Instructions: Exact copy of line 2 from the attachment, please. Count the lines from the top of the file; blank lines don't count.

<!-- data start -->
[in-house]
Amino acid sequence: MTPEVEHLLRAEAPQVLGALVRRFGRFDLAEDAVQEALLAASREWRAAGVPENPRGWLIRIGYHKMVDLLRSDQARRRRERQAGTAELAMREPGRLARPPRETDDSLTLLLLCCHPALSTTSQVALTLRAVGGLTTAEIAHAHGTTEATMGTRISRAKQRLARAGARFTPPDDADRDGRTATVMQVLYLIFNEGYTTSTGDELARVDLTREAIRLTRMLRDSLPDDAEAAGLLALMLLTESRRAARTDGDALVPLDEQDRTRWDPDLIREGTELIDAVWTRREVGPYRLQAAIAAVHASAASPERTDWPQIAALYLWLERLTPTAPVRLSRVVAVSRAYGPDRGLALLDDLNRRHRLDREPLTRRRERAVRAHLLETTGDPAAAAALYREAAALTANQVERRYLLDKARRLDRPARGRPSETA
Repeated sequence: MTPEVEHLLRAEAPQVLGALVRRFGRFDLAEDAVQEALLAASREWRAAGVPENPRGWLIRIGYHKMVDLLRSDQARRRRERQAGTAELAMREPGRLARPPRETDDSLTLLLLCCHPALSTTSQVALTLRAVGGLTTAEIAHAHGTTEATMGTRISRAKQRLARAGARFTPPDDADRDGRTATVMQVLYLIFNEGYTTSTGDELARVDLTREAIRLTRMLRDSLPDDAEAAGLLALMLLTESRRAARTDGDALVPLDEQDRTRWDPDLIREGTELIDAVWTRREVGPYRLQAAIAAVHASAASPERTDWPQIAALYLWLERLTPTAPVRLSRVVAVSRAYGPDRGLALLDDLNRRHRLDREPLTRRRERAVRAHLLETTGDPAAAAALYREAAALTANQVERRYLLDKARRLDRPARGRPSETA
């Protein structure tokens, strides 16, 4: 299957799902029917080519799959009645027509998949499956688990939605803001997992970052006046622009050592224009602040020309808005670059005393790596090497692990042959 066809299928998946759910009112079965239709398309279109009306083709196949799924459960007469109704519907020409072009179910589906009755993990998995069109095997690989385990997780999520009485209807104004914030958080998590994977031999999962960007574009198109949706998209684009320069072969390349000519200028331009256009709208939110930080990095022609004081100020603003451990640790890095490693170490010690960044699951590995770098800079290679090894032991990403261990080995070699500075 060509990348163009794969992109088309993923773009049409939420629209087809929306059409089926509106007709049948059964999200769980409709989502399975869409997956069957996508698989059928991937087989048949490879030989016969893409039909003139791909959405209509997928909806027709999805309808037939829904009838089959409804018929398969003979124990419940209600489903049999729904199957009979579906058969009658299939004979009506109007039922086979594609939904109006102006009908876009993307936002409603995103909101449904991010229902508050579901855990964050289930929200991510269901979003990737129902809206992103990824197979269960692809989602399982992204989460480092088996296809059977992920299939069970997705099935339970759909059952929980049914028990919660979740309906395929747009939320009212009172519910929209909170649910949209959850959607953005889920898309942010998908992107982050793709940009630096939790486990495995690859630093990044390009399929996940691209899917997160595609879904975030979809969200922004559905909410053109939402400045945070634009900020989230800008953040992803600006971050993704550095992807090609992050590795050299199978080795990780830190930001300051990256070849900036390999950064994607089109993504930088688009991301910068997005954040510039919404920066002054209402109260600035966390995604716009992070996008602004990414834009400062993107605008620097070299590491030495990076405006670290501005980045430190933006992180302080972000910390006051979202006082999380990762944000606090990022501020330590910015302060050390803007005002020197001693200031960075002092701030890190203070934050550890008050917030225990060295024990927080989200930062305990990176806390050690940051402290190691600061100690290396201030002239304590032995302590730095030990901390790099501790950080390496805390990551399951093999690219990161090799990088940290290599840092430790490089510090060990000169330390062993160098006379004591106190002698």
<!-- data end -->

Amino acid sequence: MTPEVEHLLRAEAPQVLGALVRRFGRFDLAEDAVQEALLAASREWRAAGVPENPRGWLIRIGYHKMVDLLRSDQARRRRERQAGTAELAMREPGRLARPPRETDDSLTLLLLCCHPALSTTSQVALTLRAVGGLTTAEIAHAHGTTEATMGTRISRAKQRLARAGARFTPPDDADRDGRTATVMQVLYLIFNEGYTTSTGDELARVDLTREAIRLTRMLRDSLPDDAEAAGLLALMLLTESRRAARTDGDALVPLDEQDRTRWDPDLIREGTELIDAVWTRREVGPYRLQAAIAAVHASAASPERTDWPQIAALYLWLERLTPTAPVRLSRVVAVSRAYGPDRGLALLDDLNRRHRLDREPLTRRRERAVRAHLLETTGDPAAAAALYREAAALTANQVERRYLLDKARRLDRPARGRPSETA